Moss plays her character like she did in film two and that is neither
particularly good or bad but a decent performance. Laurence
Fishbourne's character has been reduced somewhat for the final part of
the series but I found that the lines he did have were delivered with
conviction and experience. As most people know Gloria Foster died
before finishing her scenes for Revolutions and thus a different
actress was cast to take over. The choice fell on Mary Alice and while
she is no where near as good as Foster she is decent enough. Ian Bliss
gets a chance to show his worth in the third film and personally I
found his scenes to be among the most interesting of the film and his
uncanny imitation of Weaving was spot on. Most of the secondary cast
from Reloaded returns in their parts in Revolutions and they all do
decent jobs with their characters. Harry J. Lennix (Lock) improved his
character tremendously in spite of limited screen time. Hugo Weaving
still provides the best acting in the film and steals every one of his
regrettably limited number of scenes. He is probably my all time
favorite screen bad guy. He manages to show the change in his character
remarkably well considering how limited his screen time is. Agent Smith
exhibits an increasing amount of human traits including anger, hatred,
jealousy and even a sly sense of humor. This change happens to mirror
Neo's growing understanding of the machines. Neo and Smith are linked
in that way as well.

The effects are of course extraordinary which was to be expected after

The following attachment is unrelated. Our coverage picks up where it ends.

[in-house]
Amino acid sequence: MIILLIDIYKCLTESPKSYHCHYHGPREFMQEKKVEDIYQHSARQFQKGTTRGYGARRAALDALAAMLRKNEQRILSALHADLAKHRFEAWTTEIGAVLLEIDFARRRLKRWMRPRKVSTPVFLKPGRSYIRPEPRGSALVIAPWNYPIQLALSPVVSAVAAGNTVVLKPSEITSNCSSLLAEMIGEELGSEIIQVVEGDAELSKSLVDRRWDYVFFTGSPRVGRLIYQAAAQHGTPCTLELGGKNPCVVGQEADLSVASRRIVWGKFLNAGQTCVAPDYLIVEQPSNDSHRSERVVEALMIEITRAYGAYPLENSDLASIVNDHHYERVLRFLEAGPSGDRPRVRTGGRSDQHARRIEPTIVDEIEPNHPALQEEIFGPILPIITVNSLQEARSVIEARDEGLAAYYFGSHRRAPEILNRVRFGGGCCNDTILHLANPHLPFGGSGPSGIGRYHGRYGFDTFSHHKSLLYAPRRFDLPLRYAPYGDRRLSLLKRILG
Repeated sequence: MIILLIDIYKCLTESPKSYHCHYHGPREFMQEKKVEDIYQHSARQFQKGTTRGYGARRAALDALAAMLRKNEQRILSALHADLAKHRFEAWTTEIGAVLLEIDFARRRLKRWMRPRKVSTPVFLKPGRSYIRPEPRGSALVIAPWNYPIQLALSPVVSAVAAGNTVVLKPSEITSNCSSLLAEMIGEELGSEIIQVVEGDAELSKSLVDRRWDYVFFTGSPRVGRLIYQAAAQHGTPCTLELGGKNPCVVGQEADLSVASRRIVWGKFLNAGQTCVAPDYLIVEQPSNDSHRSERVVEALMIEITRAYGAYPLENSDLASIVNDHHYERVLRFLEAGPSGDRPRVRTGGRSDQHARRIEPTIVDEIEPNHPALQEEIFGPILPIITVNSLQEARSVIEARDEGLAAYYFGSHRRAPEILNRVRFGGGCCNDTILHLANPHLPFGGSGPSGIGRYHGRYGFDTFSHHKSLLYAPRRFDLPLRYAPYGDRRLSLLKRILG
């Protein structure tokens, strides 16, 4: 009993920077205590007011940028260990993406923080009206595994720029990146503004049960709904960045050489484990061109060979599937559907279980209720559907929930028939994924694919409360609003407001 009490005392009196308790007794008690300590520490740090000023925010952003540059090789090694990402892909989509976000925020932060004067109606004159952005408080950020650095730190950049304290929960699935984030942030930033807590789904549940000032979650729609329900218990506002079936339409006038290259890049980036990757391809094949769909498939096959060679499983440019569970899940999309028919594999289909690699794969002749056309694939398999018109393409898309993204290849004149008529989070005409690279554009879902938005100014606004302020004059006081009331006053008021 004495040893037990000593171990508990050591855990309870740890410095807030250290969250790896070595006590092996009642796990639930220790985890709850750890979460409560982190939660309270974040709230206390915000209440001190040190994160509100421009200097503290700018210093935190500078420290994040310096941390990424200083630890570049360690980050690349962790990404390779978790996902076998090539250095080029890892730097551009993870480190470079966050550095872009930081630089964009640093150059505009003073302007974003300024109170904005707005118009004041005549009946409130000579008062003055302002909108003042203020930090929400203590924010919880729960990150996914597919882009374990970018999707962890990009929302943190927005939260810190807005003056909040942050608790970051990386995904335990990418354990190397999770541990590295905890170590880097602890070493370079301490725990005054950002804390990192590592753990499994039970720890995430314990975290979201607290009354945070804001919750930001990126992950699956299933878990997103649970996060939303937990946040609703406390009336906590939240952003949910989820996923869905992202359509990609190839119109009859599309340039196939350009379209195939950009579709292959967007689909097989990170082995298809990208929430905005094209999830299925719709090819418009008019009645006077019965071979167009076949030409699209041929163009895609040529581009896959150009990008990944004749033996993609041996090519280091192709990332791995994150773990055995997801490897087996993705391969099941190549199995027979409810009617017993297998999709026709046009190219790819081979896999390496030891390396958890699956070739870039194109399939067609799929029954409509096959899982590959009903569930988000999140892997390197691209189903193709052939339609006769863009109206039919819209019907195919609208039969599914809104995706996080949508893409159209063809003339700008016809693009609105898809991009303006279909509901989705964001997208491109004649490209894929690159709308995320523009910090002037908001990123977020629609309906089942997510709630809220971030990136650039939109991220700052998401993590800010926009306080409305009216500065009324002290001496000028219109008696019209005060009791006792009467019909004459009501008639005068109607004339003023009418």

the stellar effects in the second film. Although there weren't as many
scenes inside The Matrix this time around I still found the effects of
the "real" world to be awe inspiring at the least and the battle for
Zion was an incredible display of special effects. Of course the
directors never lost sight of the people involved in the battle making
it more tense had it only been effects. The climactic battle between
Neo and Smith is quite simply stunning. It takes roughly 15 minutes and
I for one hardly breathed in those 15 minutes. All three Matrix films
have been inspired by Japanese animé comics and that is very visible in
the final battle as one can't help but think of Dragonball for
instance. The action in that particular scene is frighteningly well
done and I got the chills when I watched it in the cinema. Very well
done.

The story is darker in this film than in either of the previous films
but that is to be expected as the first film was about birth and the
second about life. Obviously that means that the third is about the
inevitable end that must come to us all: Death. This does that the tone
of the film becomes much darker and I felt that was good. This did that
the film distanced itself from the previous films in the series and
rather than become another rerun the film becomes its own entirely and
that is both its weakness and its strength. I think it is its strength
as it increases the originality of the film but apparently a lot of
people didn't like the interpretation that the third film represents as
is clear from the bashing the film has gotten from audiences and
critics alike. The film does still have great symbolic value and you
can interpret the film in a great number of ways like the previous
films. For me this improves the film(s) greatly as you can watch it
again and again and still find new things that will renew your
interest.

Sadly I cannot make you love this film as much as I do because that
would defeat the purpose of the film which is to make people think for
themselves. My conclusion about Revolutions is that you will either
love or you will hate it but in my opinion Revolutions is almost as
good as the first one and one of the best films I have ever seen.

9/10 – On my top 10 of best films.